enchantment(redirected from Enchantments)
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in religion and superstition, the practice of manipulating and controlling the course of nature by preternatural means. Magic is based upon the belief that the universe is populated by unseen forces or spirits that permeate all things.
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Enchantment(religion, spiritualism, and occult)
Sometimes used to describe a spell or charm placed on someone or something. Elves and fairies were especially thought to enchant people and animals.
fairy godfather to Italian Cinderella. [Ital. Opera: Rossini, Cinderella, Westerman, 120–121]
under spell, grows ass’s head. [Br. Lit.: A Midsummer Night’s Dream]
enchantment lasts only till midnight. [Fr. Fairy Tale: Cinderella]
enchantress who changes Odysseus’s men into swine. [Gk. Lit.: Odyssey; Rom. Lit.: Aeneid]
Land of Oz
evil spirit who, by casting a spell, induces Christabel to bring her into her father’s castle. [Br. Lit.: S.T. Coleridge “Christabel” in Benét, 195]
bewitching realm of magic and mystery. [Am. Lit.: The Wonderful Wizard of Oz]
water nymph of the Rhine; lured sailors to their doom with her singing. [Ger. Folklore: Leach, 645]
enchanter; one of Charlemagne’s paladins. [Fr. Folk-lore: Harvey, 526]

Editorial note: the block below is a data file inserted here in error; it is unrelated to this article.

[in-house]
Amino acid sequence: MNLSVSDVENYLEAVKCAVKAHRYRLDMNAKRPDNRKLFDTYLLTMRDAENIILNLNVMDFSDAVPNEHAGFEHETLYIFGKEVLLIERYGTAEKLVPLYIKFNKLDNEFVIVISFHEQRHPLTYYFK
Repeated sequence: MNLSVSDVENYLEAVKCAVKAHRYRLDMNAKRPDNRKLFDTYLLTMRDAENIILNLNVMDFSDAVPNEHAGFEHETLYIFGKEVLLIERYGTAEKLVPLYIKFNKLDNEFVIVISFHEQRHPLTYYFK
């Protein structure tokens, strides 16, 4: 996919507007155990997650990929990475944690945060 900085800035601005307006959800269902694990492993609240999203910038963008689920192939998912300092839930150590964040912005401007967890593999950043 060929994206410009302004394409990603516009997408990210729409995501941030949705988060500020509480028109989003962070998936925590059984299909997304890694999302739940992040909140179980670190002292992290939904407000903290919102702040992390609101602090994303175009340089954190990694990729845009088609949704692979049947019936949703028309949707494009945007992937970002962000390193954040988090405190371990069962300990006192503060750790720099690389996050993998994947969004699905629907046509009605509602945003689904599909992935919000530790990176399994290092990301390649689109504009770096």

bewitches Antonia into singing despite doctor’s orders. [Fr. Opera: Offenbach, Tales of Hoffmann, Westerman, 275–276]
fairy king orders love charm placed on wife. [Br. Lit.: A Midsummer Night’s Dream]
his singing opens the gates of the underworld. [Ger. Opera: Gluck, Orpheus and Euridyce, Westerman, 72]
charms children of Hamelin with music. [Children’s Lit.: “The Pied Piper of Hamelin” in Dramatic Lyrics, Fisher, 279–281]
Irish fairy spell that distorts reality. [Irish Folklore: Briggs, 327–328]
ascribes all his misfortunes to the machinations of enchanters. [Span. Lit.: Cervantes Don Quixote]
spins yams for Sultan for 1001 nights. [Arab. Lit.: Arabian Nights]
Czech Orpheus; bagpipe music moves even Queen Iceheart. [Czech Opera: Weinberger, Schwanda, Westerman, 412]
with song, bird-women lure sailors to death. [Gk. Myth.: Odyssey]
sleeps for 100 years. [Fr. Fairy Tale, The Sleeping Beauty]
Van Winkle, Rip
experiences spell-induced fascination over Bottom. [Br. Lit.: A Midsummer Night’s Dream]
returns to village after sleep of 20 years. [Am. Lit.: The Sketch Book of Geoffrey Crayon, Gent.]
indicates bewitching powers. [Flower Symbolism: Flora S ymbo lica, 178]
the Lady of the Lake, enchantress and mistress of Merlin. [Br. Lit.: Barnhart, 1118]